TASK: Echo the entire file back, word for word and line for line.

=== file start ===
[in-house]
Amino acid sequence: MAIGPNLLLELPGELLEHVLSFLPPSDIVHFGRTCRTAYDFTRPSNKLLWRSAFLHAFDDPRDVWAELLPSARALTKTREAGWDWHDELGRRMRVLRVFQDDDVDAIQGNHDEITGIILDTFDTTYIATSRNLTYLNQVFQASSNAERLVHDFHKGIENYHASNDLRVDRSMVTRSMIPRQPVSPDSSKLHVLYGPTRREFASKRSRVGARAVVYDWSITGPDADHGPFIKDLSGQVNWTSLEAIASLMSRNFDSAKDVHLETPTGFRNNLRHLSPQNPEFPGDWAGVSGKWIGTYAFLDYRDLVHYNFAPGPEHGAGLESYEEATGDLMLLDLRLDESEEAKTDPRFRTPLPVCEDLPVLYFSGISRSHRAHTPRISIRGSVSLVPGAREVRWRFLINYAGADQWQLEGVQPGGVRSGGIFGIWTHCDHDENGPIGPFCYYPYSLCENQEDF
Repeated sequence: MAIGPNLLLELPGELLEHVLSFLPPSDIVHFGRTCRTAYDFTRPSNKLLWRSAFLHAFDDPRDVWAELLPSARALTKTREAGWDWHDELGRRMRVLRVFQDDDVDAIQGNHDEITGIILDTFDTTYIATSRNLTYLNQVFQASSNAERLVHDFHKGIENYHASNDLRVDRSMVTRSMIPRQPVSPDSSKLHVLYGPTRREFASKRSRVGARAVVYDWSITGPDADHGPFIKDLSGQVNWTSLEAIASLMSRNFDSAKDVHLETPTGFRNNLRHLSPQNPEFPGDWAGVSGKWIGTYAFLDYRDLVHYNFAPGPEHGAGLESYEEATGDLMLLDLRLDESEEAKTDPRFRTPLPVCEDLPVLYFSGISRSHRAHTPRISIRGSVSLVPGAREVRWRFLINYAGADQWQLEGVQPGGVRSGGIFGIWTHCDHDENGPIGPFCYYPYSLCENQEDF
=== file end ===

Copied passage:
[in-house]
Amino acid sequence: MAIGPNLLLELPGELLEHVLSFLPPSDIVHFGRTCRTAYDFTRPSNKLLWRSAFLHAFDDPRDVWAELLPSARALTKTREAGWDWHDELGRRMRVLRVFQDDDVDAIQGNHDEITGIILDTFDTTYIATSRNLTYLNQVFQASSNAERLVHDFHKGIENYHASNDLRVDRSMVTRSMIPRQPVSPDSSKLHVLYGPTRREFASKRSRVGARAVVYDWSITGPDADHGPFIKDLSGQVNWTSLEAIASLMSRNFDSAKDVHLETPTGFRNNLRHLSPQNPEFPGDWAGVSGKWIGTYAFLDYRDLVHYNFAPGPEHGAGLESYEEATGDLMLLDLRLDESEEAKTDPRFRTPLPVCEDLPVLYFSGISRSHRAHTPRISIRGSVSLVPGAREVRWRFLINYAGADQWQLEGVQPGGVRSGGIFGIWTHCDHDENGPIGPFCYYPYSLCENQEDF
Repeated sequence: MAIGPNLLLELPGELLEHVLSFLPPSDIVHFGRTCRTAYDFTRPSNKLLWRSAFLHAFDDPRDVWAELLPSARALTKTREAGWDWHDELGRRMRVLRVFQDDDVDAIQGNHDEITGIILDTFDTTYIATSRNLTYLNQVFQASSNAERLVHDFHKGIENYHASNDLRVDRSMVTRSMIPRQPVSPDSSKLHVLYGPTRREFASKRSRVGARAVVYDWSITGPDADHGPFIKDLSGQVNWTSLEAIASLMSRNFDSAKDVHLETPTGFRNNLRHLSPQNPEFPGDWAGVSGKWIGTYAFLDYRDLVHYNFAPGPEHGAGLESYEEATGDLMLLDLRLDESEEAKTDPRFRTPLPVCEDLPVLYFSGISRSHRAHTPRISIRGSVSLVPGAREVRWRFLINYAGADQWQLEGVQPGGVRSGGIFGIWTHCDHDENGPIGPFCYYPYSLCENQEDF